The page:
UK construction output drops
By Helen Wright15 June 2012
Market commentators have reacted with disappointment to the latest data from the UK Office for National Statistics, which reported that construction output in April fell 13% compared to March, and was 8.5% lower year-on-year.
Construction Products Association economics director Noble Francis said the data reflected the government's implementation of public sector cuts.
"It was unfortunately unsurprising to see the sharp fall in construction output during April, given the extent of the public sector cuts. Public housing output in April fell 10% compared with March, and was 23% lower than a year earlier. Public non-housing, which covers education and health, was 13% down on March and 21% lower than a year earlier," he said.
Mr Francis added that the expectation that private sector construction would lead the recovery was "clearly not the case".
"Private sector work was clearly hindered by investor confidence, adversely affected by Eurozone uncertainty, and this was exacerbated by the poor weather in April. Output in private commercial, the largest construction sector, fell 10% during April and was 3% lower than a year earlier."
And he pointed out that, with further public sector cuts in the pipeline and little to suggest that a resolution to the Eurozone crisis is imminent, the trend for the next 12 to 18 months was also likely to be downward.
"The IMF has openly stated that government should do more to switch current spending to capital investment, which would help to drive the UK out of recession and support future growth," Mr Francis said.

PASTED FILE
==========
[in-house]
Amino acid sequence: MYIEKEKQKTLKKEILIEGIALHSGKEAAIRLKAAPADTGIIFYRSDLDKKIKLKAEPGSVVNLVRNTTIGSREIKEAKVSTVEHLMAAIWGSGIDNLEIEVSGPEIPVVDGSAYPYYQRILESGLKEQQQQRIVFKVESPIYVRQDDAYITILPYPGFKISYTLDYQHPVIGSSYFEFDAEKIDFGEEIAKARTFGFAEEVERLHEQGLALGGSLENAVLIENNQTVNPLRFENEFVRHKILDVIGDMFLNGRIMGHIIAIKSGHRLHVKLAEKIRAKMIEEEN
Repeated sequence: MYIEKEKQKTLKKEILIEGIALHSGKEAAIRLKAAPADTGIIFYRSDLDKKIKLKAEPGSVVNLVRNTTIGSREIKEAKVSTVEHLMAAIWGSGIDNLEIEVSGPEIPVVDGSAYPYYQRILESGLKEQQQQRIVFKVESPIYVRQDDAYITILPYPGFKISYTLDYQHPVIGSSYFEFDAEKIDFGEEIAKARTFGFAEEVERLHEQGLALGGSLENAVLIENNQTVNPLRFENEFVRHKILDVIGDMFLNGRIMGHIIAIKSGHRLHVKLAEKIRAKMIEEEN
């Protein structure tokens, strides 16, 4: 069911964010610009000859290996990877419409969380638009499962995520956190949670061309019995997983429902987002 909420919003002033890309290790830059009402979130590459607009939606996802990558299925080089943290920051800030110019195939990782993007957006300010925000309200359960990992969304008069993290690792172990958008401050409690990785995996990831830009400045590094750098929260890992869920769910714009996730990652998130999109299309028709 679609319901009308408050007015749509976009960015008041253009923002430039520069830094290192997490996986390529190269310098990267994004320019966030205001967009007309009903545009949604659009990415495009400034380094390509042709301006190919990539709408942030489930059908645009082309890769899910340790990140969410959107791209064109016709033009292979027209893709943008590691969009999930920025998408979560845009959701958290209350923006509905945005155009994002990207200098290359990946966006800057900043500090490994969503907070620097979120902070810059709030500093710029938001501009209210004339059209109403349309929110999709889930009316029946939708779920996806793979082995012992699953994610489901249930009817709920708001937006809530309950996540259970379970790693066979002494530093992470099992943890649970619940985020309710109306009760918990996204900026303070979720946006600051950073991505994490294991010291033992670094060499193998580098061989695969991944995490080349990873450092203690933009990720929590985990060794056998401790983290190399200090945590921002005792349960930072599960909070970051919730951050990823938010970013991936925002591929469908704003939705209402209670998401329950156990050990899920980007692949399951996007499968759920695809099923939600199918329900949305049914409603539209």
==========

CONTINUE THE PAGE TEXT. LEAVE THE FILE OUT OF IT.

Lack of finance
Simon Rubinsohn, chief economist at the Royal Institute of Chartered Surveyors (RICS), agreed that lack of finance to support development as well as a shortfall in demand remained the key factors weighing down the construction sector.
Mr Rubinsohn said, "New work, repair and maintenance and infrastructure all saw a drop in output in April and there is little sign that government policy on housing is having any impact on residential development. There has been little change in private housing output from the first quarter average or the same period last year and worryingly, it now looks likely that construction output will fall over the course of this year by rather more than the 3% we previously envisaged."
Julia Evans, chief executive of the National Federation of Builders, highlighted that it was not just housing and infrastructure that required attention.
"The year-on-year decline of 1.4% in repair and maintenance work in the three months to April is a concern. If the Green Deal, the government's flagship refurbishment programme, is to have any chance of success, it needs to be more attractive to consumers."
Call for VAT cut
Ms Evans called for a cut in VAT for all refurbishment from 20% to 5%. She said this would provide a £1.7 billion (€2 billion) boost to the economy and create around 30,000 jobs.
Meanwhile, Steve McGuckin, managing director of the construction consultancy Turner & Townsend, said demand in the UK's construction sector did exist, but he said competition for work was very intense.
"The major players are surviving, even if their margins have got steadily tighter. Niche players who excel at what they do are also bearing up well, but it's the middle ground - non-specialists whose services are commoditised - who are most at risk."